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Suppose we are playing a game where we start with six dice and we roll all the dice simultaneously. After the roll, if any of the dice is a duplicate of another we remove it entirely from the game. For example, if we roll 1 1 1 2 2 5, we would remove three dice: 1 1 and 2. After removing the applicable dice (or not removing any at all), we grab the remaining dice and roll again.

What is the expected number of rolls before we arrive at only one dice?

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  • $\begingroup$ This is a markov chain problem, but I'm not sure how best to compute the transition probabilities. $\endgroup$ – Thomas Andrews Sep 28 '16 at 20:51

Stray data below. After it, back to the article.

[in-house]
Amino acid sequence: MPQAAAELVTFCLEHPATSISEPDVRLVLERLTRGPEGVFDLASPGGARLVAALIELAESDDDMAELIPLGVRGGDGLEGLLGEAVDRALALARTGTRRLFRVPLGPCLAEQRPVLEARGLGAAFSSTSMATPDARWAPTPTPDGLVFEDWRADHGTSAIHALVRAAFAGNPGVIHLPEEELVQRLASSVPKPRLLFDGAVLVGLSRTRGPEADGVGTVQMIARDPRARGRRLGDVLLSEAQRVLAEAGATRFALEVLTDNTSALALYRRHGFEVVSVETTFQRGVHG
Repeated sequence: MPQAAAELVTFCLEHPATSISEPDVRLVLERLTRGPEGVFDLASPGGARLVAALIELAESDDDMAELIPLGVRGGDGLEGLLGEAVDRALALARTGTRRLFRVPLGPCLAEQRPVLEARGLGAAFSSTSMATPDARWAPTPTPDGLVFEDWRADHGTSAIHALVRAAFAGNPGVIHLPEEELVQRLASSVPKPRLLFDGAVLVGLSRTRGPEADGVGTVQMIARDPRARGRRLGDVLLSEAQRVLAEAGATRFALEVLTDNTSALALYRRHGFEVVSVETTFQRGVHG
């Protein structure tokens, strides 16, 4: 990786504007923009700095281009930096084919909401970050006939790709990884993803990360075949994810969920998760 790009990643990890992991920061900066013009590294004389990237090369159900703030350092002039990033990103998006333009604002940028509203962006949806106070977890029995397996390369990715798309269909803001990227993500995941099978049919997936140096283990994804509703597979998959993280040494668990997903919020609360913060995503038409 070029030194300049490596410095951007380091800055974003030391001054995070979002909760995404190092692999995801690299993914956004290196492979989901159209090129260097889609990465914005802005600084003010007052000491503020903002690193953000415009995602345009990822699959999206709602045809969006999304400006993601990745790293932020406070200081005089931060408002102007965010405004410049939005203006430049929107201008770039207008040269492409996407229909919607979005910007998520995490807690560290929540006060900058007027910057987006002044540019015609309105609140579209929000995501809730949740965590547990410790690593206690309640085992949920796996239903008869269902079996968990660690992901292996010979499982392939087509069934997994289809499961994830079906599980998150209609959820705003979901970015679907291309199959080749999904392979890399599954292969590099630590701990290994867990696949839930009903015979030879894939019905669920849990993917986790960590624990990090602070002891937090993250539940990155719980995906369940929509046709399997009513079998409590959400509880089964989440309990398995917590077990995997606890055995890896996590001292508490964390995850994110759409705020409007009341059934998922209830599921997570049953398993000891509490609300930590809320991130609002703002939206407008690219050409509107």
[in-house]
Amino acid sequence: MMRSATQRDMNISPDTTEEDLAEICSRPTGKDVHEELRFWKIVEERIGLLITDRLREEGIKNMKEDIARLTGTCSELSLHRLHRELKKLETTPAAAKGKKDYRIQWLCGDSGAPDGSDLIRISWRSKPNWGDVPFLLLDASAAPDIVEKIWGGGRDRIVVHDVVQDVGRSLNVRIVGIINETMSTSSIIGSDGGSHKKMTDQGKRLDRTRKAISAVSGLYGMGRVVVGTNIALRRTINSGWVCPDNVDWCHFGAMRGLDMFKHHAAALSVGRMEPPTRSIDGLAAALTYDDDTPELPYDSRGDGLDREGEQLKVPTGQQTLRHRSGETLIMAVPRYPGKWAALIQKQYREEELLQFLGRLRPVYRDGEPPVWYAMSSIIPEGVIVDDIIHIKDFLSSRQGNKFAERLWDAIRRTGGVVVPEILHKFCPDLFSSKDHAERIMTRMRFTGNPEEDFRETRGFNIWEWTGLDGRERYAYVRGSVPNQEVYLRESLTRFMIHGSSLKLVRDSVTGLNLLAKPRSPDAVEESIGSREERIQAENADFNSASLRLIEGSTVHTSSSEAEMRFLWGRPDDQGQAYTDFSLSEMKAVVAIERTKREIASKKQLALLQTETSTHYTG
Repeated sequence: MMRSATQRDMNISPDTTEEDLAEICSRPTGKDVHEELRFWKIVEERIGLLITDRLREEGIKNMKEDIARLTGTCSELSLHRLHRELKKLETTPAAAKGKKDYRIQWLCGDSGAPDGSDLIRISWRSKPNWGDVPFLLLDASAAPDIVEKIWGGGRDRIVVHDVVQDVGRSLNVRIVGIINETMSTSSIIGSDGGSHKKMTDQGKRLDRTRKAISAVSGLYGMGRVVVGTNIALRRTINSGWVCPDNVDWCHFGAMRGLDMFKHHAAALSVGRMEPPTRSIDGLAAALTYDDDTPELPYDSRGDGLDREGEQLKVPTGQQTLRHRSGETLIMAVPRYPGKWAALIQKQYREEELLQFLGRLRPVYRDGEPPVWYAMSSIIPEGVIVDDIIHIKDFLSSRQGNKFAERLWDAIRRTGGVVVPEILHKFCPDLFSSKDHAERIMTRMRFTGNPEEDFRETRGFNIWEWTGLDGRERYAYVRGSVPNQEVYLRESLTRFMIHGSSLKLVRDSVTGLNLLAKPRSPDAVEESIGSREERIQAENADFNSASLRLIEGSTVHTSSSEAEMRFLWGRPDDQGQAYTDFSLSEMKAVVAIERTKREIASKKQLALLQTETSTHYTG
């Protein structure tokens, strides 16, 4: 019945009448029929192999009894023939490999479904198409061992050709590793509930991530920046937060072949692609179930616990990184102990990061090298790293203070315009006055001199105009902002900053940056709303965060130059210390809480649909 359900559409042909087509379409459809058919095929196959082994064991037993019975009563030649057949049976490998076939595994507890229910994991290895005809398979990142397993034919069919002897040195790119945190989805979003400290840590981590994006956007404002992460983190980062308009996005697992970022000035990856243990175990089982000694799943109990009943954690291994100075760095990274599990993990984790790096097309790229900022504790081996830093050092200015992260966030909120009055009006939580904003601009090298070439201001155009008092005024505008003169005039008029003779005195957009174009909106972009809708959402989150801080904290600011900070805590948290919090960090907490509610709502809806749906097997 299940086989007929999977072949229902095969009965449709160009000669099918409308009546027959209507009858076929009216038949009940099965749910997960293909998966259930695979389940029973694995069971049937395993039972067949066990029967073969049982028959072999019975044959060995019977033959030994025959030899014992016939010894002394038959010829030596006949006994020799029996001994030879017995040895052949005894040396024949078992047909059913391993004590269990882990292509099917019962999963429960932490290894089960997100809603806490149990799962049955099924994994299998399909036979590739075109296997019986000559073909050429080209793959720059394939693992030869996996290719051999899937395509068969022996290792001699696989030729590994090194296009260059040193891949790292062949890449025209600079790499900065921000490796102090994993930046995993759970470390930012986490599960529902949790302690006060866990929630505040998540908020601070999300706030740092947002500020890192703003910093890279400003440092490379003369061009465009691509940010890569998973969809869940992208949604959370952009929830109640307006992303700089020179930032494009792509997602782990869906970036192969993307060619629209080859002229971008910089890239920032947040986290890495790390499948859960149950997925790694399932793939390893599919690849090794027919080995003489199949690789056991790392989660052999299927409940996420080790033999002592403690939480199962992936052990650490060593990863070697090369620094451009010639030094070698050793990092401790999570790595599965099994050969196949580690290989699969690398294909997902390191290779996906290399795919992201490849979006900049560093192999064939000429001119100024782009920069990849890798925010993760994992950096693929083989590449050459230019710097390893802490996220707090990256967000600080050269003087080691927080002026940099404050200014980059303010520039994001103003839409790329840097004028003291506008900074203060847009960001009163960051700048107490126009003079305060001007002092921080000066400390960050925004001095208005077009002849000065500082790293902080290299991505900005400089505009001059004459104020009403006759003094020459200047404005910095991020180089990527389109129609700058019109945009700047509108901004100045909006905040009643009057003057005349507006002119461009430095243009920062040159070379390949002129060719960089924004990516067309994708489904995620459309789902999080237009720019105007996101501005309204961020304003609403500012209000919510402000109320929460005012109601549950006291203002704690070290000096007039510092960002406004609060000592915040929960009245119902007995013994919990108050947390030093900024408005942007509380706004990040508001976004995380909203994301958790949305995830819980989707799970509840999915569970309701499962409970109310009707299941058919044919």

• $\begingroup$ (Not a solution.) Consider the $6\times6$ matrix $A$ defined by $A(i,i)=i/6$ for every $1\leqslant i\leqslant6$, $A(i,i+1)=1-i/6$ for every $1\leqslant i\leqslant5$, and $A(i,j)=0$ for every other $(i,j)$, then the number of remaining dice performs a Markov chain starting from $6$ with transition probabilities $q(i,j)=A^{i-1}(1,j)$ and the number $N$ of rolls to arrive at one unique die is such that $P(N\leqslant n)=q^n(6,1)$ hence $E(N)=\sum\limits_{n\geqslant1}(1-q^n(6,1))$. $\endgroup$ – Did Sep 28 '16 at 22:15

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